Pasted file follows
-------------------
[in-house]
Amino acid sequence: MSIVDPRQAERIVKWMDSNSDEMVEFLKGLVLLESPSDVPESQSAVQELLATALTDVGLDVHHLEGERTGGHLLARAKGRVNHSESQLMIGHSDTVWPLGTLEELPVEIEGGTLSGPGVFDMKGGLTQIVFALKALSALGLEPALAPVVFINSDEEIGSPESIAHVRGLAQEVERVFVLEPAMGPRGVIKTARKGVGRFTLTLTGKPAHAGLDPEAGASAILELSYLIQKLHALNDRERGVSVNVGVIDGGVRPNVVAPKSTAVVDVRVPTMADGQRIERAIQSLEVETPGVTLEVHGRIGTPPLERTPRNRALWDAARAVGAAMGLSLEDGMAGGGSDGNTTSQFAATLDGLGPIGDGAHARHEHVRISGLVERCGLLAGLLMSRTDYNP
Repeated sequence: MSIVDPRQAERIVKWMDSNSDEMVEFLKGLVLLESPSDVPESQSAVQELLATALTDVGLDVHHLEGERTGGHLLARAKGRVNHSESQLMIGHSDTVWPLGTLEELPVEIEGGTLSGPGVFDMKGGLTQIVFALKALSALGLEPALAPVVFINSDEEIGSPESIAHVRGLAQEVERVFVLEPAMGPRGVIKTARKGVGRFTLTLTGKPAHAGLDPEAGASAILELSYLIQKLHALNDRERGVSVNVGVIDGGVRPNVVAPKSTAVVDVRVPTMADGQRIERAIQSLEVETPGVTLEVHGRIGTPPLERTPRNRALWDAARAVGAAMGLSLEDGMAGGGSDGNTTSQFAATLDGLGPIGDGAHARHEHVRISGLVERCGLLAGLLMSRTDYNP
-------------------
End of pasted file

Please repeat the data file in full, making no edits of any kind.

[in-house]
Amino acid sequence: MSIVDPRQAERIVKWMDSNSDEMVEFLKGLVLLESPSDVPESQSAVQELLATALTDVGLDVHHLEGERTGGHLLARAKGRVNHSESQLMIGHSDTVWPLGTLEELPVEIEGGTLSGPGVFDMKGGLTQIVFALKALSALGLEPALAPVVFINSDEEIGSPESIAHVRGLAQEVERVFVLEPAMGPRGVIKTARKGVGRFTLTLTGKPAHAGLDPEAGASAILELSYLIQKLHALNDRERGVSVNVGVIDGGVRPNVVAPKSTAVVDVRVPTMADGQRIERAIQSLEVETPGVTLEVHGRIGTPPLERTPRNRALWDAARAVGAAMGLSLEDGMAGGGSDGNTTSQFAATLDGLGPIGDGAHARHEHVRISGLVERCGLLAGLLMSRTDYNP
Repeated sequence: MSIVDPRQAERIVKWMDSNSDEMVEFLKGLVLLESPSDVPESQSAVQELLATALTDVGLDVHHLEGERTGGHLLARAKGRVNHSESQLMIGHSDTVWPLGTLEELPVEIEGGTLSGPGVFDMKGGLTQIVFALKALSALGLEPALAPVVFINSDEEIGSPESIAHVRGLAQEVERVFVLEPAMGPRGVIKTARKGVGRFTLTLTGKPAHAGLDPEAGASAILELSYLIQKLHALNDRERGVSVNVGVIDGGVRPNVVAPKSTAVVDVRVPTMADGQRIERAIQSLEVETPGVTLEVHGRIGTPPLERTPRNRALWDAARAVGAAMGLSLEDGMAGGGSDGNTTSQFAATLDGLGPIGDGAHARHEHVRISGLVERCGLLAGLLMSRTDYNP